split. Many newer riders did not feel comfortable exceeding 50mph while the
rest of us navigated the sweeping curves of the downhill effortlessly. I
stayed in the front of the group for the first climb.

Our tree-lined climb gave way to farmland at the summit.
Speckled cows sipping from a rocky creek indicated our second descent. We
kept speeds high along the farmland flats. There were 10 of us in the lead
group; no riders were spotted following through the mist. At the base of
the second climb the pace picked up, but the 10 of us held strong. All of
us stayed together; we made sure to take each sharp turn carefully- we knew
we had a long journey ahead of us.

After another stretch of rolling hills we finally began the big
climb. At the base of the climb I fell behind the nine riders. I knew the
climb that lay ahead, but I didnít have the motivation to stay. Fog and
rain passed as well as 5 more riders. For most of the climb I was back and
forth with racer; he would pick up speed, get tired and fall behind, pick
up speed again, get tired and fall behind. I managed to keep a constant
pace up the hill, but eventually (at the top of the hill) got dropped by
that rider.

While I was racing along the rolling hills of the top of the
climb I kept checking behind to make sure no more division 1 riders would
pass me. The division 2 pace car emerged from the fog- GAME ON! I love
confusing the D2 riders and generally making other peopleís jobs difficult.
The pace car passed me. I upped my pace and so did the car. The lead riders
of the D2 field were about 100yrds back, barely noticeable in the fog. Those
riders eventually passed me, but I kept up a good fight.

Nearing the final descent, I became aware of a small group of 4
riders approaching me. I could only recognize the man in front from MIT,
but I couldnít identify whether the other three were also D2. Again I
picked up my pace and made a fast descent. I signaled to them that it was
okay for them to pass me on the downhill. As they were moving ahead, I saw
a rider from PSU on the back- GAME ON AGAIN! I tagged along, but slowed
once I saw the ď25mphĒ post that signaled our sharp left turn to the
finish. I saw a rider take it too fast and slide out into the hay bales. I,
too, took it fast; I went slightly off-road into the gravel, but hopped
back on. With more than 200 meters to the finish, the PSU rider sprinted. A
lot of people thought the finish line was closer; this year they moved it
further down the road. Knowing that he sprinted too early, the PSU rider
stopped pedaling and glanced to see that I pulled up to his side. We agreed
to cross the line together while acknowledging a great race. We placed 15/16
th in the road race.

My thighs were burning, but my mind wanted more. I geared up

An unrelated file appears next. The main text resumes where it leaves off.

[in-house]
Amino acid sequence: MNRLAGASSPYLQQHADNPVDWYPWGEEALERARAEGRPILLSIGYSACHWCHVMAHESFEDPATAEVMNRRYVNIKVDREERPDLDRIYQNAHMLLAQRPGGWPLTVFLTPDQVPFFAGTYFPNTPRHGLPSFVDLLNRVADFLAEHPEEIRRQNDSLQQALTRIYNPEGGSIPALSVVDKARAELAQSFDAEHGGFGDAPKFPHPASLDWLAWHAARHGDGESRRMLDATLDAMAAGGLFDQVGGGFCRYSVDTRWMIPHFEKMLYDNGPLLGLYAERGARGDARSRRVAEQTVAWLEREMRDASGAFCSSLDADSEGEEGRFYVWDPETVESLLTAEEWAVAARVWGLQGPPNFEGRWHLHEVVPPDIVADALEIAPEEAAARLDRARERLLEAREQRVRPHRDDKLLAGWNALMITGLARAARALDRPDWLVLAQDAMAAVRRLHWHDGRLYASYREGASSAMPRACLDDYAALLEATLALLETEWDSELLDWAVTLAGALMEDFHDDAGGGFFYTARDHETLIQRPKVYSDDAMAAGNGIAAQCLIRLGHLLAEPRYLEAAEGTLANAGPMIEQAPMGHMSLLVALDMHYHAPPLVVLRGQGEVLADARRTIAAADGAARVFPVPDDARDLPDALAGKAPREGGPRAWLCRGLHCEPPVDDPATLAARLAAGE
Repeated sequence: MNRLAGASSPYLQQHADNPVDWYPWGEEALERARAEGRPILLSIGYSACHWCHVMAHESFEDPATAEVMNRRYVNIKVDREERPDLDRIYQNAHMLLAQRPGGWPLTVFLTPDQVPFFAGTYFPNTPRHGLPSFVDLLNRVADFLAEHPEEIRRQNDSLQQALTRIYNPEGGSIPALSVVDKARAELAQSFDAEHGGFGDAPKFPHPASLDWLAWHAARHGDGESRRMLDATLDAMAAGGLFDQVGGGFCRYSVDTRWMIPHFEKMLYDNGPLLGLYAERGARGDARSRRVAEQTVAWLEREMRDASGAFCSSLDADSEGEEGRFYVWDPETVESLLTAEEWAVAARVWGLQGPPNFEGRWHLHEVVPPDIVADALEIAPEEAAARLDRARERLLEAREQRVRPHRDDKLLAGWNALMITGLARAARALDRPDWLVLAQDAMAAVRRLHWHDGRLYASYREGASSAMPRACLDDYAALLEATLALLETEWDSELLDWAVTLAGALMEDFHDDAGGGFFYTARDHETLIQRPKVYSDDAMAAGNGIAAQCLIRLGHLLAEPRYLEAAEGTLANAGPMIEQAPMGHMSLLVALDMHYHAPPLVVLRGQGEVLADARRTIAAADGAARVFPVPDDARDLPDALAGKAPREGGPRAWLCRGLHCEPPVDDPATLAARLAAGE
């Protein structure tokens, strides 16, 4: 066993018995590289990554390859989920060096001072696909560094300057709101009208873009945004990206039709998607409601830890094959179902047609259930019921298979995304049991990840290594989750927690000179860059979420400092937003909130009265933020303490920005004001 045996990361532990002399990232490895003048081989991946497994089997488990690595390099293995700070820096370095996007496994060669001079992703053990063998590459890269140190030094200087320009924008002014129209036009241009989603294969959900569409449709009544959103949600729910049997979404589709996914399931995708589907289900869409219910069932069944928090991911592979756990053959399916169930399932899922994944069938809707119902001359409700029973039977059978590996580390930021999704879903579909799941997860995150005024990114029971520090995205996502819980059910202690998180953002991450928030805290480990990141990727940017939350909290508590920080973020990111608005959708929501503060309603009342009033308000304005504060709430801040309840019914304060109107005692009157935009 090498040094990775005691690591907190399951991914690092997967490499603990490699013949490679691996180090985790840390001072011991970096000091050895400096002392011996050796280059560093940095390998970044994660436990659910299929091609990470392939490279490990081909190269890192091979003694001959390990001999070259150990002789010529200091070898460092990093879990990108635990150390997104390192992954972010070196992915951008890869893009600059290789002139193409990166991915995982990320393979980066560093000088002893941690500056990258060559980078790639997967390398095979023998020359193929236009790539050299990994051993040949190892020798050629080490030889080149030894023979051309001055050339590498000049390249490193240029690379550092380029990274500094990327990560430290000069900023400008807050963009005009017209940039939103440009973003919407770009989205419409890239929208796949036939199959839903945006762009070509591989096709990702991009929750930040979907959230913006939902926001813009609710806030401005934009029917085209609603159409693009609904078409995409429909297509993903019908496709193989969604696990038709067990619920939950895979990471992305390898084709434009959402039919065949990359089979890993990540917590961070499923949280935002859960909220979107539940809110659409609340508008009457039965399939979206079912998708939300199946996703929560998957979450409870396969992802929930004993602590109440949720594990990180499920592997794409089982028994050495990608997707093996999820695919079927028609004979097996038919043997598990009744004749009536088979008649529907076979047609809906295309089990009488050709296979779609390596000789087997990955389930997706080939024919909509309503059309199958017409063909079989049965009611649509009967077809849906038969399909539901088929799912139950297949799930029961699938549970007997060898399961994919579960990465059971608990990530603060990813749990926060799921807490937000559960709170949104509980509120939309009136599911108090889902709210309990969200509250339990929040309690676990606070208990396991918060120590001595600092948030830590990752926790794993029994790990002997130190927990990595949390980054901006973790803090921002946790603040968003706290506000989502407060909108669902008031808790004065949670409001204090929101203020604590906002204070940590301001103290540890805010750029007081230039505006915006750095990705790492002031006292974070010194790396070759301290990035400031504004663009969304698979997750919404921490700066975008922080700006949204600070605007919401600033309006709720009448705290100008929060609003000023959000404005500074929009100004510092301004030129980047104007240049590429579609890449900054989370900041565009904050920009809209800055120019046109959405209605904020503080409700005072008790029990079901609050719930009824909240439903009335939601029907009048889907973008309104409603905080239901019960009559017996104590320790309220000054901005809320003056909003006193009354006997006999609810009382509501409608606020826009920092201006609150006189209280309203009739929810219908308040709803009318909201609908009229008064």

again to do another lap of Black Mo. with Joe, Tim, Brett, Nick, and Neal.
The pace was high, but we regrouped a couple times before the major climb.
I was struggling the second time up. I was looking for excuses to stop for
a breather and found quite a few. Every time a rider from the womenís field
approached I pulled to the side and cheered them on. I wanted to ride next
to them and have a chat, but they were too fast for me. All in all, my
second time around the course took about 2 hours compared to my race time
of 1:21:30.

Later that evening the team drove for some delicious stir fry
and flavorsome ice cream. Iím probably not the person to ask whether the
food was good, because I will always say ďyesĒ after such a tough ride.
Looking back now, I think the quality and service is about the same as the
other all-you-can-eat stir fry place, but both were definitely great. In
regards to the ice cream debate: I love all ice-cream; no place makes it
taste better or worse- itís all about the atmosphere. Itís the people you
go with and the stories told that make the ice-cream memorable.

I raced the D crit on Sunday morning. Calahan and I stayed
towards the front for a number of laps until there was a crash ahead of us.
It broke the field in two and we used up a lot of energy to get back to the
lead group. I hung on for a few more laps and slowly drifted back. I got
annoyed with people passing on the inside of the turns- nearly causing more
crashes, but I survived. This frat row criterium is one of my favorites,
but in a large group it becomes challenging. This upcoming weekend (Yale)
will probably be my last weekend in Dís. I want to get out of Dís. I must
get out of here. I must get free. And in this mind is the key- my key. Once
Zion is destroy- oh waitÖ

-Tom Calcagni

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Page last modified on June 30, 2012, at 05:27 PM